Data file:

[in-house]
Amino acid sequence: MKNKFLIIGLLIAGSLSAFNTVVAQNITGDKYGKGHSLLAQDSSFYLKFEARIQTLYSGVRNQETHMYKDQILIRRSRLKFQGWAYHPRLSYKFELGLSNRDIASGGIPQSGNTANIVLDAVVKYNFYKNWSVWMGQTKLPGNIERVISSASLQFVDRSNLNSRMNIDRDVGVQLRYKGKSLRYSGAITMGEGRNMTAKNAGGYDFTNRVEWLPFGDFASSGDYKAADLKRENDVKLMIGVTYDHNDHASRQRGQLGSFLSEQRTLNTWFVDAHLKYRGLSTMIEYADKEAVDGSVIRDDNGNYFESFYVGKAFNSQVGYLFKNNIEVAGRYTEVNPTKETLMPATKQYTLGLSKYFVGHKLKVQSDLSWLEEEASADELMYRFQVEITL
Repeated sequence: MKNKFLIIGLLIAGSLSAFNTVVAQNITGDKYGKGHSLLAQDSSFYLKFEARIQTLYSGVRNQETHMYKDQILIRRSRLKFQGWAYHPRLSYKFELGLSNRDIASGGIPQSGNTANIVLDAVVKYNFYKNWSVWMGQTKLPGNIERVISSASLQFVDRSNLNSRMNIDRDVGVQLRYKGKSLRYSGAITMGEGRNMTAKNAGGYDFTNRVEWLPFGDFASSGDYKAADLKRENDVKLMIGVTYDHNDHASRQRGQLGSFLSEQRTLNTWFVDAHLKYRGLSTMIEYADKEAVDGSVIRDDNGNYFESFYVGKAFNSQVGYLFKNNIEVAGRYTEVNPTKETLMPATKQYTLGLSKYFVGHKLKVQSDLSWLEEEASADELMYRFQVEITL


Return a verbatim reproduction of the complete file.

[in-house]
Amino acid sequence: MKNKFLIIGLLIAGSLSAFNTVVAQNITGDKYGKGHSLLAQDSSFYLKFEARIQTLYSGVRNQETHMYKDQILIRRSRLKFQGWAYHPRLSYKFELGLSNRDIASGGIPQSGNTANIVLDAVVKYNFYKNWSVWMGQTKLPGNIERVISSASLQFVDRSNLNSRMNIDRDVGVQLRYKGKSLRYSGAITMGEGRNMTAKNAGGYDFTNRVEWLPFGDFASSGDYKAADLKRENDVKLMIGVTYDHNDHASRQRGQLGSFLSEQRTLNTWFVDAHLKYRGLSTMIEYADKEAVDGSVIRDDNGNYFESFYVGKAFNSQVGYLFKNNIEVAGRYTEVNPTKETLMPATKQYTLGLSKYFVGHKLKVQSDLSWLEEEASADELMYRFQVEITL
Repeated sequence: MKNKFLIIGLLIAGSLSAFNTVVAQNITGDKYGKGHSLLAQDSSFYLKFEARIQTLYSGVRNQETHMYKDQILIRRSRLKFQGWAYHPRLSYKFELGLSNRDIASGGIPQSGNTANIVLDAVVKYNFYKNWSVWMGQTKLPGNIERVISSASLQFVDRSNLNSRMNIDRDVGVQLRYKGKSLRYSGAITMGEGRNMTAKNAGGYDFTNRVEWLPFGDFASSGDYKAADLKRENDVKLMIGVTYDHNDHASRQRGQLGSFLSEQRTLNTWFVDAHLKYRGLSTMIEYADKEAVDGSVIRDDNGNYFESFYVGKAFNSQVGYLFKNNIEVAGRYTEVNPTKETLMPATKQYTLGLSKYFVGHKLKVQSDLSWLEEEASADELMYRFQVEITL